Stop, Look and Listen: The World’s First Traffic Lights

Traffic LightTraffic control, in its plain and simple sense, is supervising the movement of people, loads, and vehicles to ensure safety and efficiency throughout. The job of enforcers you see in the middle of the streets today is more convenient than that of many years ago, thanks to electronically-powered traffic lights.

The green, yellow, and red lights are set to switch on and off in timed intervals, depending on the regular traffic of a certain place. This technology plays a key role in the traffic control in Spokane and other populated cities in the world. But do you know where and when traffic lights were first operated?

Approximately 4,700 miles from Washington State is where the capital of England – London – sits. It’s the place where the first traffic lights were installed in 1868. From there, a couple of Americans gave their contributions in developing what would be one of the most significant, yet overlooked, inventions of all time.

The Prototype Signal

In 1910, a man from Chicago named Earnest Sirrine was believed to have developed the first automatic traffic control system. His non-illuminated mechanism used the words proceed and stop. Two years later came the electric traffic light of a Salt Lake City native, Lester Wire, who used the green and red lights.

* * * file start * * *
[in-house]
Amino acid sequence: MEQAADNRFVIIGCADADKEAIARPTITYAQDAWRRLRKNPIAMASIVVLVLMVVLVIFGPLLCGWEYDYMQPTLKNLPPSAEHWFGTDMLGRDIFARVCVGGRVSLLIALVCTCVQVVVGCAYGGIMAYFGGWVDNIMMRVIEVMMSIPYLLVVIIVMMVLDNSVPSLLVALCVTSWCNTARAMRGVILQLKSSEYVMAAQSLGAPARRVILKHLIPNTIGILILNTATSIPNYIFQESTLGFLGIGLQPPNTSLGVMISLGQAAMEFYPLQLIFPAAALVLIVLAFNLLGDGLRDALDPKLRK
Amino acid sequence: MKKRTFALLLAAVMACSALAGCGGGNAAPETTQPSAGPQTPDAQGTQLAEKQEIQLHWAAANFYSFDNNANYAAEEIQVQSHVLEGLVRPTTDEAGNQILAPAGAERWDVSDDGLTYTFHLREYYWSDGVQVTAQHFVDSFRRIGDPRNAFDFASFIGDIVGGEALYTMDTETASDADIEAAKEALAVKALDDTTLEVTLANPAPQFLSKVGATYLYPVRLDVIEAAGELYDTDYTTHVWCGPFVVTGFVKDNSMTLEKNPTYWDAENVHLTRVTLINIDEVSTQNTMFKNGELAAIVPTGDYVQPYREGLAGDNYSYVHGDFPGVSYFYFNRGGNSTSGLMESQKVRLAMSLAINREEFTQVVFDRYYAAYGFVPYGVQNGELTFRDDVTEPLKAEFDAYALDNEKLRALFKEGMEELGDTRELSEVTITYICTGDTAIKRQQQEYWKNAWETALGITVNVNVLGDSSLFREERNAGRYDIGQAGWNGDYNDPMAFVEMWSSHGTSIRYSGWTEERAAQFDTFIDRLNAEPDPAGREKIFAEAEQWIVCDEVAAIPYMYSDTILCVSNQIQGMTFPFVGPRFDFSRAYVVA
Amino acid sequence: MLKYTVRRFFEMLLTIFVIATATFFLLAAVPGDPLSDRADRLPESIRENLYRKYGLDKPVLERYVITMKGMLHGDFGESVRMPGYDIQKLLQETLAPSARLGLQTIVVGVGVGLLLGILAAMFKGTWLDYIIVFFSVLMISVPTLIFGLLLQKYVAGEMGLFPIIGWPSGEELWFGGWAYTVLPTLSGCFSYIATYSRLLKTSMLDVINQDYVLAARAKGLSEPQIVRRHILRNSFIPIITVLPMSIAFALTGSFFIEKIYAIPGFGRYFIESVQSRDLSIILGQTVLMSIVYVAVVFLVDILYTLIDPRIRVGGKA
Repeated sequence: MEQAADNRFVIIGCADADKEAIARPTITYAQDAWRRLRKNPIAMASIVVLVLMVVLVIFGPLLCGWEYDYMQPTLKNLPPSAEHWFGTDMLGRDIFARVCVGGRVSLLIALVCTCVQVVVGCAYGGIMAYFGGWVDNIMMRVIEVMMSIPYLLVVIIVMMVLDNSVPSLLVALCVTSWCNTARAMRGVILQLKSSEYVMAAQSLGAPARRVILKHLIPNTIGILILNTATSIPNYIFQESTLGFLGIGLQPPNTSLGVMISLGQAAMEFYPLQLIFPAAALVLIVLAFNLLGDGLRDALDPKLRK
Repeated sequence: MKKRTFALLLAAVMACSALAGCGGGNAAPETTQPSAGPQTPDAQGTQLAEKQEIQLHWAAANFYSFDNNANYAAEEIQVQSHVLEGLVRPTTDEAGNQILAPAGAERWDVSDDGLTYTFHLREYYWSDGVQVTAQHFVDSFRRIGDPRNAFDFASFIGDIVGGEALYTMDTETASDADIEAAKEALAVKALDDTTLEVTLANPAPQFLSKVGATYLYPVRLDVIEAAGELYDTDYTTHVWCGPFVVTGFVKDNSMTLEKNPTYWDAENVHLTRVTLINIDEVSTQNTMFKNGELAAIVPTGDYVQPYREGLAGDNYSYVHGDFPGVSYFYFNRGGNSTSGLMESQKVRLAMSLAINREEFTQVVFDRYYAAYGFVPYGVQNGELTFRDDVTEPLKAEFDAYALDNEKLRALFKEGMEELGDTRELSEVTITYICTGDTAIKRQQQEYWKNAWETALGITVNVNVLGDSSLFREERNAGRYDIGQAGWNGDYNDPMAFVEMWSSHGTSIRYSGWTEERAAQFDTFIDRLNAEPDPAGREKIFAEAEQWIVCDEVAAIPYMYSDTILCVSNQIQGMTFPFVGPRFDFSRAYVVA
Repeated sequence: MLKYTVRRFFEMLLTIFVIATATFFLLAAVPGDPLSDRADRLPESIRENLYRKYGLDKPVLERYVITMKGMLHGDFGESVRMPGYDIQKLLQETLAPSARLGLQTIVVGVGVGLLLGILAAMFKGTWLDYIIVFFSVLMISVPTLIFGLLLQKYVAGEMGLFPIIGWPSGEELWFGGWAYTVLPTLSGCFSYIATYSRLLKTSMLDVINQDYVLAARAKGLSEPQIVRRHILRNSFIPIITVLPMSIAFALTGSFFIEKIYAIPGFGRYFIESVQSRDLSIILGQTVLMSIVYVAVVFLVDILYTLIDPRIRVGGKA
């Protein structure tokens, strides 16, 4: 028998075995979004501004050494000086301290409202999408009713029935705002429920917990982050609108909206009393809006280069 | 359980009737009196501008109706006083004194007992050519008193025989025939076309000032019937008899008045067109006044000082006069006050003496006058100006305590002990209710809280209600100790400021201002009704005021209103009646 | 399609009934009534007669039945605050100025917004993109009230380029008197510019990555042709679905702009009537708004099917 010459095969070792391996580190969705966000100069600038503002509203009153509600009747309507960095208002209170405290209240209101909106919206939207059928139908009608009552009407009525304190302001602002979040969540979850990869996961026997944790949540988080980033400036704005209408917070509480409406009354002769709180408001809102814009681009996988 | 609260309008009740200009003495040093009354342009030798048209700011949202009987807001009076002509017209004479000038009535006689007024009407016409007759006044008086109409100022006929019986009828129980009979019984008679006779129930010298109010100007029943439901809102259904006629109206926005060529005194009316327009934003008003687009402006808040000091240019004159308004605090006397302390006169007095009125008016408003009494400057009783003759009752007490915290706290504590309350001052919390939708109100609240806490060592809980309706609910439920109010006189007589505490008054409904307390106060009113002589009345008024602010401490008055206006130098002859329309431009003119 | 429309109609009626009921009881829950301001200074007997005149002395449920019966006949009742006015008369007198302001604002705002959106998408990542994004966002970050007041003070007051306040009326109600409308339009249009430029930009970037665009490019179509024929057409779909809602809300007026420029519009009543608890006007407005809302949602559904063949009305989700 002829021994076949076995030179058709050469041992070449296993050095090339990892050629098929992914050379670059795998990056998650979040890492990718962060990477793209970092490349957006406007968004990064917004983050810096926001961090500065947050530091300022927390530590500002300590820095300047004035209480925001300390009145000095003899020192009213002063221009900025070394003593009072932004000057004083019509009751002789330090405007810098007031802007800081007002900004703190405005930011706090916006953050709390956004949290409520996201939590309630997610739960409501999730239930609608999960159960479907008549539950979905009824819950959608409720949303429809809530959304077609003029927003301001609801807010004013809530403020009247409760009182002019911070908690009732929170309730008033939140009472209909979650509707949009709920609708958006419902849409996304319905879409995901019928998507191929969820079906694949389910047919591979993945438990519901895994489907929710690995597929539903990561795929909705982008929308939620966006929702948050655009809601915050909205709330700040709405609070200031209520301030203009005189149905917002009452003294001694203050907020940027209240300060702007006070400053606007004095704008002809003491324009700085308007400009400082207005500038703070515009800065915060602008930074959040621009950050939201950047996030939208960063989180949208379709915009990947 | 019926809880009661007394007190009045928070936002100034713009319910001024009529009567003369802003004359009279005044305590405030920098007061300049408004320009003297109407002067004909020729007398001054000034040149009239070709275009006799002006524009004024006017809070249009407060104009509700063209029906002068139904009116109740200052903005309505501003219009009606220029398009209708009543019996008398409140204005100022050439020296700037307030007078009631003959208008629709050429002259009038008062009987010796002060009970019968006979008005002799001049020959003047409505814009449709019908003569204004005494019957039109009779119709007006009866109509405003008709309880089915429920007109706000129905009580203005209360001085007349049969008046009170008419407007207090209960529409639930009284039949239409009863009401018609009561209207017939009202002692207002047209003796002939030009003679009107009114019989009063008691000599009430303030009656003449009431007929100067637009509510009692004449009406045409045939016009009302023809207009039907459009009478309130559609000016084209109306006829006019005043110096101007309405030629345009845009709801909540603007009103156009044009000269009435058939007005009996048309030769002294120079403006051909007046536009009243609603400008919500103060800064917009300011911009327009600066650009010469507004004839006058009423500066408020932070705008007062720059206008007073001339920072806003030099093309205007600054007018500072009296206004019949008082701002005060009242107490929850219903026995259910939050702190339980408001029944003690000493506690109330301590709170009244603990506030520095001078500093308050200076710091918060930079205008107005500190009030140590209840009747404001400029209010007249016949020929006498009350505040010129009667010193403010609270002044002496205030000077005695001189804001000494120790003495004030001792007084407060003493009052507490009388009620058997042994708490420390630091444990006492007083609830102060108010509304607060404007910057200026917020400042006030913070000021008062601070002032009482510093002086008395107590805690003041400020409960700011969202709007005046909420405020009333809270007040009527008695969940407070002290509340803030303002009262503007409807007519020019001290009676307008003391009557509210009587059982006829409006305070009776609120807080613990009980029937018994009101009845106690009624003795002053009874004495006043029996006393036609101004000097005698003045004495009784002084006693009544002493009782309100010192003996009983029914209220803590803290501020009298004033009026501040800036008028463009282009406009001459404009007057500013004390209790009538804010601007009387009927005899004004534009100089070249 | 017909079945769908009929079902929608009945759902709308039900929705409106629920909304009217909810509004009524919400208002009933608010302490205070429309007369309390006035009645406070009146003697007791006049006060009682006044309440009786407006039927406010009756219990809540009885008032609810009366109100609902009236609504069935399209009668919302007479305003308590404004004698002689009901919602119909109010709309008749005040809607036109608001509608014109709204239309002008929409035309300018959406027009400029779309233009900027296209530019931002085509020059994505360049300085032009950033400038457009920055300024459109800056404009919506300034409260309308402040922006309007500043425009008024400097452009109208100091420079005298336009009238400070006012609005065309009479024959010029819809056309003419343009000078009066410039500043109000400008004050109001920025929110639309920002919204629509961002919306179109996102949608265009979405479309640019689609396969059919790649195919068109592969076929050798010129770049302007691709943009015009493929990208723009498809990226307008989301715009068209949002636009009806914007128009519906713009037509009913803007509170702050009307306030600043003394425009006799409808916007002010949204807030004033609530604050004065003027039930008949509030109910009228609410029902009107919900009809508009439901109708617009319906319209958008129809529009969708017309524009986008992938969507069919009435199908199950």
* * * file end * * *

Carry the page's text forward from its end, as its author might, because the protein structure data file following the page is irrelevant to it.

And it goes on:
Use of Automatic Mechanism

Not long after, in 1913, James Hoge somehow combined the two early systems. He used the electric-powered lights to illuminate the words move and stop in a manually controlled traffic light in Cleveland. This system was further developed by William Ghiglieri of San Francisco. From merely being illuminated, he used the green and red lights to signal go and stop. His system can be set to either manual or automatic.

Modern Day System

The inclusion of yellow light in traffic systems came around 1920. Detroit Traffic Police Superintendent William Potts added the caution signal between green and red lights to warn drivers of changes in the signal. Also, he invented a few automatic systems, including the overhanging four-way light system.

After Potts’s system, several manufacturers didn’t do much significant changes from 1940s to the present times. To this day, authorities still improve traffic controlling schemes to meet the needs of motorists.

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